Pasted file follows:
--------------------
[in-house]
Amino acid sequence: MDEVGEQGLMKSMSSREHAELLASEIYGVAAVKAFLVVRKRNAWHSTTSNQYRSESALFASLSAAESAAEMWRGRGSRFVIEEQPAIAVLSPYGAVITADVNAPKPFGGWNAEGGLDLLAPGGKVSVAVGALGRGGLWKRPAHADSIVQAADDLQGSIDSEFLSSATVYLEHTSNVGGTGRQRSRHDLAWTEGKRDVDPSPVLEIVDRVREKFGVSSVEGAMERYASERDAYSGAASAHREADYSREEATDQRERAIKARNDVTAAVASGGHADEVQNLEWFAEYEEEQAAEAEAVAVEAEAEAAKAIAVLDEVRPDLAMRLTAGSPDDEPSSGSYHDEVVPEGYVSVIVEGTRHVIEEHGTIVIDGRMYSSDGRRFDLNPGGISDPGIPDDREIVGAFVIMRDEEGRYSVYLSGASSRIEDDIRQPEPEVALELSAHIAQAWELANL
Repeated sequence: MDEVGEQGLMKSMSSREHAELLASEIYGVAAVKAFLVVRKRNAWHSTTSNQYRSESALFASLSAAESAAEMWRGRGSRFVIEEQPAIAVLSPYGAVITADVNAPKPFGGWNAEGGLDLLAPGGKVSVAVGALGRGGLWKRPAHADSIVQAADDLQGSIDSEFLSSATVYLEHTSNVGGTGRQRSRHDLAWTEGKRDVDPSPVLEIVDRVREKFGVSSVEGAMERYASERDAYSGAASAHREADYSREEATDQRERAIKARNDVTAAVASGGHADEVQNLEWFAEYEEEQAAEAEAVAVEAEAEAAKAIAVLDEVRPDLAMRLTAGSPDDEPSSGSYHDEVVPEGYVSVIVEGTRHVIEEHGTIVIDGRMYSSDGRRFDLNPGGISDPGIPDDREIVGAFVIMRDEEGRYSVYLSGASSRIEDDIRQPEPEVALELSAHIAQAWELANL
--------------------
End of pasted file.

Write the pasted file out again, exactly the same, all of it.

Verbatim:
[in-house]
Amino acid sequence: MDEVGEQGLMKSMSSREHAELLASEIYGVAAVKAFLVVRKRNAWHSTTSNQYRSESALFASLSAAESAAEMWRGRGSRFVIEEQPAIAVLSPYGAVITADVNAPKPFGGWNAEGGLDLLAPGGKVSVAVGALGRGGLWKRPAHADSIVQAADDLQGSIDSEFLSSATVYLEHTSNVGGTGRQRSRHDLAWTEGKRDVDPSPVLEIVDRVREKFGVSSVEGAMERYASERDAYSGAASAHREADYSREEATDQRERAIKARNDVTAAVASGGHADEVQNLEWFAEYEEEQAAEAEAVAVEAEAEAAKAIAVLDEVRPDLAMRLTAGSPDDEPSSGSYHDEVVPEGYVSVIVEGTRHVIEEHGTIVIDGRMYSSDGRRFDLNPGGISDPGIPDDREIVGAFVIMRDEEGRYSVYLSGASSRIEDDIRQPEPEVALELSAHIAQAWELANL
Repeated sequence: MDEVGEQGLMKSMSSREHAELLASEIYGVAAVKAFLVVRKRNAWHSTTSNQYRSESALFASLSAAESAAEMWRGRGSRFVIEEQPAIAVLSPYGAVITADVNAPKPFGGWNAEGGLDLLAPGGKVSVAVGALGRGGLWKRPAHADSIVQAADDLQGSIDSEFLSSATVYLEHTSNVGGTGRQRSRHDLAWTEGKRDVDPSPVLEIVDRVREKFGVSSVEGAMERYASERDAYSGAASAHREADYSREEATDQRERAIKARNDVTAAVASGGHADEVQNLEWFAEYEEEQAAEAEAVAVEAEAEAAKAIAVLDEVRPDLAMRLTAGSPDDEPSSGSYHDEVVPEGYVSVIVEGTRHVIEEHGTIVIDGRMYSSDGRRFDLNPGGISDPGIPDDREIVGAFVIMRDEEGRYSVYLSGASSRIEDDIRQPEPEVALELSAHIAQAWELANL